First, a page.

Printer Friendly

Aerobic exercise beats resistance training for weight and fat loss: physical activity, such as walking, running, and swimming, seems best for losing both weight and body fat.

Aerobic exercise is more effective than resistance training for people trying to lose weight and reduce fatty tissue, according to a study conducted at Duke University Medical Center, Durham, NC. The findings were published in the December 15, 2012 issue of the Journal of Applied Physiology.

Previous studies suggested that resistance training was the winner in helping people lose weight by increasing the resting metabolic rate--the rate at which energy is used (calories are burned) when the body is at complete rest. The American College of Sports Medicine recommends strength training as part of a health and fitness regimen "to increases fat-free mass and further reduce health risks."

However, the effect of resistance training on fat mass remains unclear, and the Duke research team wanted "clear, evidence-based exercise recommendations" to help people lose weight and body fat.

RESISTANCE, AEROBIC, OR BOTH? To accomplish that goal, 234 (119 finished the program) overweight or obese adults, ages 18-70, were enrolled in the National Institutes of Health-funded study at Duke and randomly assigned to one of three groups:

1 Resistance training (weightlifting exercises three days per week, three sets per day, 8-12 repetitions per set)

2 Aerobic training (walking/ moving approximately 12 miles per week)

3 Aerobic exercise and resistance training (three days per week, three sets per day, 8-12 repetitions per set, plus 12 miles of aerobic exercise per week)

After the eight-month trial, the outcomes were measured in terms of body composition, weight, waist circumference, cardiopulmonary fitness, and strength and compared to those taken when the study began. t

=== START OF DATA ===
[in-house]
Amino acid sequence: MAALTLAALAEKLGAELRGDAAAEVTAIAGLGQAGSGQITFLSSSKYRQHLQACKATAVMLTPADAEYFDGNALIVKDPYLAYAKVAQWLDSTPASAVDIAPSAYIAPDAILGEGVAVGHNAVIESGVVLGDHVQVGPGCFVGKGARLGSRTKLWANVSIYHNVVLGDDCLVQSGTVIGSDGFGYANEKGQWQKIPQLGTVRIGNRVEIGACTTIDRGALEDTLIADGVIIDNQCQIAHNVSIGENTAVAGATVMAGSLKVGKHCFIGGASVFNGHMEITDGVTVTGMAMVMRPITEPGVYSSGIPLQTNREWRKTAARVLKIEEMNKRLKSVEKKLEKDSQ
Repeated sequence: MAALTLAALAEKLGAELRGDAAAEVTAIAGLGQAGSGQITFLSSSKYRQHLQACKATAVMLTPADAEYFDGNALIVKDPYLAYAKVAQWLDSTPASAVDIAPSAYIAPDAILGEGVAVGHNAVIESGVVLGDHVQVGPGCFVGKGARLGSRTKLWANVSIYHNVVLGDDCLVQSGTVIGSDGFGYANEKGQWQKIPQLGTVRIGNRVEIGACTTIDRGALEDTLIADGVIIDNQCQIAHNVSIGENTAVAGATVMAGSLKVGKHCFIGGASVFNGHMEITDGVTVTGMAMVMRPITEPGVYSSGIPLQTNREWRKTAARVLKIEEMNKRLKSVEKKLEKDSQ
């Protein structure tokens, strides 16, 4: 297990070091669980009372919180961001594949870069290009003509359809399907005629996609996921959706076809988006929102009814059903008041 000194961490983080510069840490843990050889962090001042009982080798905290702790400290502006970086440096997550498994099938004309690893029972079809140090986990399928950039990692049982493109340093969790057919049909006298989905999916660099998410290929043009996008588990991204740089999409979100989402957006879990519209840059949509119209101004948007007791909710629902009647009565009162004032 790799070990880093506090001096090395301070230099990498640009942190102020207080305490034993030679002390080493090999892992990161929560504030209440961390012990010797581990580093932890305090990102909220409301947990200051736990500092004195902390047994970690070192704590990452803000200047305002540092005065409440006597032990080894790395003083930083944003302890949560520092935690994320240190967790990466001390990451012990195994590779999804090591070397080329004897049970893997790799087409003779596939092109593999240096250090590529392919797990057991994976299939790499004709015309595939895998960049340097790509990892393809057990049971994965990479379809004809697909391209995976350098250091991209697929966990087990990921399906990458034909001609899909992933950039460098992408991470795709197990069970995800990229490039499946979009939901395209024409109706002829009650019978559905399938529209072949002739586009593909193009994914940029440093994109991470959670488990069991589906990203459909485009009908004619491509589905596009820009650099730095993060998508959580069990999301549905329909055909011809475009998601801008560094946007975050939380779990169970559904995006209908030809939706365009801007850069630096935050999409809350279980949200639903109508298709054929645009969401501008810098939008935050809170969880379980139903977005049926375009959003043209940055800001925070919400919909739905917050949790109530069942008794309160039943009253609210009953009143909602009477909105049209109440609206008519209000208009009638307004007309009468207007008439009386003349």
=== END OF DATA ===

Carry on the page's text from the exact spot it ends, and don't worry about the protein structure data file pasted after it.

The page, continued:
STUDY RESULTS.

* The aerobic exercise-only group averaged 133 minutes per week training and successfully lost weight.

* The resistance-only group gained weight because of an increase in lean body (muscle) mass.

* The resistance training-only group spent about 180 minutes/week exercising without losing any weight.

* The aerobic-plus-resistance-training group lost more weight than those who did resistance training only, and recorded the largest decrease in waist size. But they did not show more significant reductions in fat mass or body mass than the aerobic group, and spent twice the time exercising as both other groups.

TIME TO RECONSIDER. "No one type Df exercise will be best for every health benefit," says research coordinator Leslie Willis, MS, exercise physiologist at Duke University "However, it might be time to reconsider the conventional wisdom that resistance training alone can induce changes in body mass or fat mass due to an increase in metabolism. Our study found no change."

AGE-SPECIFIC EXERCISE. Recommendations for exercise are age-specific, researchers note. Older adults have muscle atrophy; resistance training can offset that loss. Younger adults in good health who want to lose weight would see better results doing aerobic training. Resistance training is good for building muscle strength and muscle endurance, but it's not good for burning fat or losing weight.

The Duke study is believed to be the largest randomized trial ever conducted to measure body composition before and after three modes of exercise, yet almost half of the subjects dropped out. Finding ways to keep people engaged in a weight loss/ fat loss program may be as important as discovering which type of program is best for each individual.

AEROBIC EXERCISE

* Walking/hiking

* Jogging/Running

* Cycling

* Swimming

* Jumping rope

* Exercise machines

RELATED ARTICLE: THE VIEW FROM DUKE

CONNIE W. BALES, PhD, RD, 6 Professor, Department of Medicine, Duke; Associate Director, GRECC, Durham VA Medical Center

"The suggestion that lifting weights to build up the muscles will rev up metabolism, burn extra calories, and induce weight loss is an attractive one. It's commonly accepted as true and makes sense, too. But there is little proof that increasing muscle by resistance training burns enough calories to cause an energy deficit and reduce body fat. This study clearly illustrates that aerot: exercise trumps resistance exercise for weight loss. As noted by Dr. Willis, resistance training offers a number of important benefits. But IF the most important body habitus problem is excessive body fat and IF the most urgent health priority is weight reduction, then for those whose exercise training time is limited, it should be devoted to training of the aerobic type."
COPYRIGHT 2013 Belvoir Media Group, LLC
No portion of this article can be reproduced without the express written permission from the copyright holder.
Copyright 2013 Gale, Cengage Learning. All rights reserved.

Article Details
Printer friendly Cite/link Email Feedback
Title Annotation:NUTRITION & FITNESS
Publication:Duke Medicine Health News
Date:Mar 1, 2013
Words:689
Previous Article:"Atlas" of T-cells may lead to better vaccines: mapping T-cells ultimately could provide greater defense against disease.
Next Article:Is it true that moderate alcohol.
Topics:

Terms of use | Privacy policy | Copyright © 2019 Farlex, Inc. | Feedback | For webmasters